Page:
So yes, you could run into a deadly enemy at any time that could kill you in one hit, but it's so easy to avoid them – even without resorting to cheesy tactics, because the AI is just so basic and poor. Sometimes they give up the chase after a few moments, other times they seem to chase you forever. You can run literal circles around them, simply run away, or use your jetpack to get away. Indeed, most humans in this world have a personal jetpack, because why not. This allows you to get around faster, and also get out of combat without a second thought. The other thing you can do is just bring a companion along, and watch as they do the brunt of the work. The second half of this 30+ hour adventure starts giving you endless combat-focused quests, so you'll be doing a ton of fighting. In all, while the combat can be extremely unforgiving, it's also so easy to avoid or abuse, that it's not really a factor. The game also saves every 10 minutes or so, helping ease the pain of an unexpected death.
Companions are an aspect of ELEX 2 that is functional, but comparatively unoriginal. You meet these characters throughout the game – if you don't, there is a quest later on that highlights them all so you can recruit them across the game world. You can only have one with you at a time, and they range from the typical young rebel, to your ex-wife (Jax also has a kid in all this), to a rude bodyguard and a floating robot. They sometimes react to your dialog choices and pipe-in during quests, but are mostly just there as a great distraction for all the enemies and have no inventories to manage. They all have the expected personal side quests to follow up on, and a relationship rating towards Jax. However, this rating seems trivial, and even if a character hates you it doesn’t seem to affect much. Another rating that Jax has is for his Destructiveness (i.e. if he is rude and combative, or tries to negotiate), which changes depending on your actions and choices, but again its effects are not apparent even when maxed out.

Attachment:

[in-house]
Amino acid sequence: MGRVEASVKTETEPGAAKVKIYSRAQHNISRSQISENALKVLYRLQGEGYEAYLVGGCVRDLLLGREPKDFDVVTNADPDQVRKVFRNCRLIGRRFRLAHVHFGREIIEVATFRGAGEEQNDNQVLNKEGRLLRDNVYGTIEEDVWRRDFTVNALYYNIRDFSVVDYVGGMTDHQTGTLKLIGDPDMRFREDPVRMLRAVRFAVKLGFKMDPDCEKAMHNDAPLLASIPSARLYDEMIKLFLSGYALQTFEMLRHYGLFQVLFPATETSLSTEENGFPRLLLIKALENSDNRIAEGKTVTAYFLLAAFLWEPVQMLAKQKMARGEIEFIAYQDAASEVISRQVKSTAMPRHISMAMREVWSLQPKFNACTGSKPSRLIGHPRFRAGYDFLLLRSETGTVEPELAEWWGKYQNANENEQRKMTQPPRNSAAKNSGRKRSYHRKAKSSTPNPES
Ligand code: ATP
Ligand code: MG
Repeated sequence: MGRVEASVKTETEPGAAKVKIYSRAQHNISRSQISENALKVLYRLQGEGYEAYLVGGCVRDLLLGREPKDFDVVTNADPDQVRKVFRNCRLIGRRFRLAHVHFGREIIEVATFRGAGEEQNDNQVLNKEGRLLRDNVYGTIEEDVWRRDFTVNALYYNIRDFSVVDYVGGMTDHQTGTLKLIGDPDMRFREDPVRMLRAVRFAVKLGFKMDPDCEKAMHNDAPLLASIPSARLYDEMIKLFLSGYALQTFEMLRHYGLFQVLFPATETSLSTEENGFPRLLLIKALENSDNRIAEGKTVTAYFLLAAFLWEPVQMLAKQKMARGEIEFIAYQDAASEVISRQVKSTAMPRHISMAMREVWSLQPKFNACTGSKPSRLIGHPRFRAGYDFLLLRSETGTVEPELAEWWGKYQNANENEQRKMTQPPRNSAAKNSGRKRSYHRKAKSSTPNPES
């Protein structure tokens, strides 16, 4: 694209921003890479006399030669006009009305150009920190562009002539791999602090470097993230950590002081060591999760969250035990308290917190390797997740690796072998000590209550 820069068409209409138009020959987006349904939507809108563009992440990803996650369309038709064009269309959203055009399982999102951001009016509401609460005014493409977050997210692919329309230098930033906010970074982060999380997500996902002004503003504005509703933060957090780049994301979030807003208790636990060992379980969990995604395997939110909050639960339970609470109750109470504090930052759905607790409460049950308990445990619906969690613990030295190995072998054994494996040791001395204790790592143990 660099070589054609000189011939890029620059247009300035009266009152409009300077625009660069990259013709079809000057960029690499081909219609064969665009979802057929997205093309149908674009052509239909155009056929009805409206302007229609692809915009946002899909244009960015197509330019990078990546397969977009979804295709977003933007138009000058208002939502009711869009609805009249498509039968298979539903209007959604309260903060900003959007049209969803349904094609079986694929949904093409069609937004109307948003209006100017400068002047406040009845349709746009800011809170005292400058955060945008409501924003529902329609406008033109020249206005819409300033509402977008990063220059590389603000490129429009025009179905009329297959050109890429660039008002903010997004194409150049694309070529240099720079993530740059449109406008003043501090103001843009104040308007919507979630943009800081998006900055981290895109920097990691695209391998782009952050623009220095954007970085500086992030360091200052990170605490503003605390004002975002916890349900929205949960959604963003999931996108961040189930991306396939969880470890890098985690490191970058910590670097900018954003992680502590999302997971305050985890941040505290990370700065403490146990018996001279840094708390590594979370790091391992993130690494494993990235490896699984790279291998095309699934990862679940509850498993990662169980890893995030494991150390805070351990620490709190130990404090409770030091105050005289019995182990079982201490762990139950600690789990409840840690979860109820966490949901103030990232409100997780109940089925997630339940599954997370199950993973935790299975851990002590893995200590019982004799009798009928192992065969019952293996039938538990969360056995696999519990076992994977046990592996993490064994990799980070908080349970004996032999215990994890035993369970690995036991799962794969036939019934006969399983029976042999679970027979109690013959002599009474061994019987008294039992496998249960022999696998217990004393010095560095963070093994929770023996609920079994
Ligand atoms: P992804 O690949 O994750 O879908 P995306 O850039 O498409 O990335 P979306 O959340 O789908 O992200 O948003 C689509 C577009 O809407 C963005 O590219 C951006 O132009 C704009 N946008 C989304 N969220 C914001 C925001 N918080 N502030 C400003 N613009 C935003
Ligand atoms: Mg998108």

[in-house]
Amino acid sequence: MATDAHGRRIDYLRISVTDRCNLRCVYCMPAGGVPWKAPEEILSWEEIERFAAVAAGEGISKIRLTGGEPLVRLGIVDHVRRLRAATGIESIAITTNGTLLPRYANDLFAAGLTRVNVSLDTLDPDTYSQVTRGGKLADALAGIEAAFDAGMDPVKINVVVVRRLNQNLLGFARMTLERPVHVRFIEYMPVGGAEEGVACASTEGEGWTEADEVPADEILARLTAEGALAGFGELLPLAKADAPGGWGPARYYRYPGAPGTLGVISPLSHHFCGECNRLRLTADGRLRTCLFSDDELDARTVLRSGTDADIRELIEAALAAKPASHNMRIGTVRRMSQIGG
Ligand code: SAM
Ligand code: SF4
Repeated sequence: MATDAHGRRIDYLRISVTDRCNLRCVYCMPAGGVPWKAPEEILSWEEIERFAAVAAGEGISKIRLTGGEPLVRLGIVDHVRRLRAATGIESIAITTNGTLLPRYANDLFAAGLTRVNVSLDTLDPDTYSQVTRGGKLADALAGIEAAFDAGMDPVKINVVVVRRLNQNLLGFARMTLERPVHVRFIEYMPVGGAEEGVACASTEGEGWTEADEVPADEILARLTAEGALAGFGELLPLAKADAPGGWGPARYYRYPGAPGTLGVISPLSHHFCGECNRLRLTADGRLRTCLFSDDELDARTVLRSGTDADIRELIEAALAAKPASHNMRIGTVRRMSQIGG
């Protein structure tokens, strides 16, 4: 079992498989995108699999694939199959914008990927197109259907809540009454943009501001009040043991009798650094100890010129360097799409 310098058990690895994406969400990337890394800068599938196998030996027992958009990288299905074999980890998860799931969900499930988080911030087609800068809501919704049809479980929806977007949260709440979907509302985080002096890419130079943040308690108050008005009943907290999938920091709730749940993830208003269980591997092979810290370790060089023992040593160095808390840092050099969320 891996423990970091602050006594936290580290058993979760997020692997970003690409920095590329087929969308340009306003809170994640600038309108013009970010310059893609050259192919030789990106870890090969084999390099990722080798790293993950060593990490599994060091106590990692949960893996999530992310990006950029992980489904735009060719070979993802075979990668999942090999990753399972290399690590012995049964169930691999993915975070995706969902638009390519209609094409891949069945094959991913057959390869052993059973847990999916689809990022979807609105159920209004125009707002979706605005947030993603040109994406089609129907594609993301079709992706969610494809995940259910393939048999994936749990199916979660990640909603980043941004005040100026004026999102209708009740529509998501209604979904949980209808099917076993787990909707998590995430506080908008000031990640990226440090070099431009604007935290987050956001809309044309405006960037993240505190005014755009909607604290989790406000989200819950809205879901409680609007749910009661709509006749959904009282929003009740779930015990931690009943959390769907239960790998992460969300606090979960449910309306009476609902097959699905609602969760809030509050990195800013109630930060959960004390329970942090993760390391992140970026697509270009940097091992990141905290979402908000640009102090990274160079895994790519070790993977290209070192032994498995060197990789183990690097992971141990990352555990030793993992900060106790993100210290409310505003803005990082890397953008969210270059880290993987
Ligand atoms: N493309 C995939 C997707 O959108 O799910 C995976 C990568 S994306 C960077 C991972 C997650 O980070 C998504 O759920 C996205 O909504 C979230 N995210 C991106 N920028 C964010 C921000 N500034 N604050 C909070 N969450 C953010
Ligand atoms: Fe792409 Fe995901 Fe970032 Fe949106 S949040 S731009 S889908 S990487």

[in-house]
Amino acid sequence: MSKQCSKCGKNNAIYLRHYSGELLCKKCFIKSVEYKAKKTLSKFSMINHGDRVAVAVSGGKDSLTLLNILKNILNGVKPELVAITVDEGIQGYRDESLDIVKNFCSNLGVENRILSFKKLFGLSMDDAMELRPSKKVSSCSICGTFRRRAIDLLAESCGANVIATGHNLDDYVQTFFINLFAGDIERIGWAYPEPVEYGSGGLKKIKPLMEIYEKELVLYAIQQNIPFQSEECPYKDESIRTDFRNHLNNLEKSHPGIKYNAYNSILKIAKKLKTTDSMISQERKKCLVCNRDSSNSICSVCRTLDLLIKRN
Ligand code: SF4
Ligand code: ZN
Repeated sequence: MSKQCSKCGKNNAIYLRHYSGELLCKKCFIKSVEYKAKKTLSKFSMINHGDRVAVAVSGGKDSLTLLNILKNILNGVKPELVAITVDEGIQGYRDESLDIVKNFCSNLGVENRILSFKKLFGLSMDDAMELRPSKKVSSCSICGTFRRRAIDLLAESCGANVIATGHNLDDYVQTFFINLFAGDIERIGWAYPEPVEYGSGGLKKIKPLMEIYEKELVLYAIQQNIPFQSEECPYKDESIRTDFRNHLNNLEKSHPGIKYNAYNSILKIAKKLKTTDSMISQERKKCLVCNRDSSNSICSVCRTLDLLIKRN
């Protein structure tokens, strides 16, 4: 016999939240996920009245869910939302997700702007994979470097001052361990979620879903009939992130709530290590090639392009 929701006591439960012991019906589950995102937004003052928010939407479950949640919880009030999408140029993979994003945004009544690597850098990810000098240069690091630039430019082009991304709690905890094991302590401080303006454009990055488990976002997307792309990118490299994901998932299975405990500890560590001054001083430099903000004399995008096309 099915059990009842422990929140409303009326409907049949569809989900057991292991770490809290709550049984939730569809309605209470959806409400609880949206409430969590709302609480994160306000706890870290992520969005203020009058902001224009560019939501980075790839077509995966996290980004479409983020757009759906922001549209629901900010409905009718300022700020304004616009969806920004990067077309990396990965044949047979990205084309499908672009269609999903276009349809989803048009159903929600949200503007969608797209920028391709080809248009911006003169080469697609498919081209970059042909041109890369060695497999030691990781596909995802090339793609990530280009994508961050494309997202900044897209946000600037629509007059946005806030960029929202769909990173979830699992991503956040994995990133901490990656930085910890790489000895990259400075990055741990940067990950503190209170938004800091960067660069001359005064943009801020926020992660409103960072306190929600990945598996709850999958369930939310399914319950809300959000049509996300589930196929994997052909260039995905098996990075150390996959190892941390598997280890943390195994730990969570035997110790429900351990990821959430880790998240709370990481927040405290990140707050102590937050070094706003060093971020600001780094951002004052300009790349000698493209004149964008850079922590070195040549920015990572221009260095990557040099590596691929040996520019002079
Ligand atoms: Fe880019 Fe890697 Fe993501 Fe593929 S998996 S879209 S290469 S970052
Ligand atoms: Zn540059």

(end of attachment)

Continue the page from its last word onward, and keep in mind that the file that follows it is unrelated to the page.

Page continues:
You earn experience from quests and combat, and with each level-up you can spend attribute points in the five typical areas – strength, health, intelligence, and so on. All the weapons and armor have certain attribute requirements, and they grow very quickly, so you'll have to focus on only a few areas in order to be effective. You can forget about dabbling in more than one aspect of combat. There is probably a need for better balancing – there's simply not enough XP to level up both your melee and ranged damage output, because that requires a ton of points.
Each level increase also nets you a skill point to use, and here ELEX 2 once again has a unique approach. The skills are broken up into many short trees, but each having quite steep attribute requirements to level up (just like weapons and armor). To actually spend your points, you have to find vendors who are able to train Jax. It also costs a decent amount of money, so your progress in skills will be mostly limited by available funds and attributes, rather than skill points to spend. There are skill sections for everything from melee combat to crafting upgrades for your jetpack. It's an interesting approach that requires careful planning.
ELEX 2 isn't a loot heavy game, and crafting is pretty simple. You can buy new gear and recipes from vendors, and use crafting stations to create new items. New weapons, potions, ammo, and more await, but again only if you've chosen to level up the relevant attributes and unlocked the skills first. This means you could not even bother with crafting at all.